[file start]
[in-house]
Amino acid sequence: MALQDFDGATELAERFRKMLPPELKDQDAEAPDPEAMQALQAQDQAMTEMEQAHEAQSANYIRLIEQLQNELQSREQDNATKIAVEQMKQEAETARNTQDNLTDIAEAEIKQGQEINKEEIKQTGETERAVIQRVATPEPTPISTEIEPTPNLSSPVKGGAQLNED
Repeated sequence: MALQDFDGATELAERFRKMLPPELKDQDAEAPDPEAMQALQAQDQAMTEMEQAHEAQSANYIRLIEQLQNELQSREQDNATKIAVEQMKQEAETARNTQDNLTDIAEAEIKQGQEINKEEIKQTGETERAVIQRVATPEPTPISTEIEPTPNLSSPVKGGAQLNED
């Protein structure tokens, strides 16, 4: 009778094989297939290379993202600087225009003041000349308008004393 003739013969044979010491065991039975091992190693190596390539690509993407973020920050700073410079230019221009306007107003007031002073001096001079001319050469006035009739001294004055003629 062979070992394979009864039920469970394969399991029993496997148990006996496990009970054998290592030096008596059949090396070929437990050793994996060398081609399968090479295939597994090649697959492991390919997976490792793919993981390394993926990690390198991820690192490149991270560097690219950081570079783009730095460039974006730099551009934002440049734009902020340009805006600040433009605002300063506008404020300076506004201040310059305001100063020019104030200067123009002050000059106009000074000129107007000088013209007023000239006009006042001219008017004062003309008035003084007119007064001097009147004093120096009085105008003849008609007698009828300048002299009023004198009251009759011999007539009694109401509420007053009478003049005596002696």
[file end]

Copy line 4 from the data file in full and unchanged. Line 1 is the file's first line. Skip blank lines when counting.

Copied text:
């Protein structure tokens, strides 16, 4: 009778094989297939290379993202600087225009003041000349308008004393 003739013969044979010491065991039975091992190693190596390539690509993407973020920050700073410079230019221009306007107003007031002073001096001079001319050469006035009739001294004055003629 062979070992394979009864039920469970394969399991029993496997148990006996496990009970054998290592030096008596059949090396070929437990050793994996060398081609399968090479295939597994090649697959492991390919997976490792793919993981390394993926990690390198991820690192490149991270560097690219950081570079783009730095460039974006730099551009934002440049734009902020340009805006600040433009605002300063506008404020300076506004201040310059305001100063020019104030200067123009002050000059106009000074000129107007000088013209007023000239006009006042001219008017004062003309008035003084007119007064001097009147004093120096009085105008003849008609007698009828300048002299009023004198009251009759011999007539009694109401509420007053009478003049005596002696």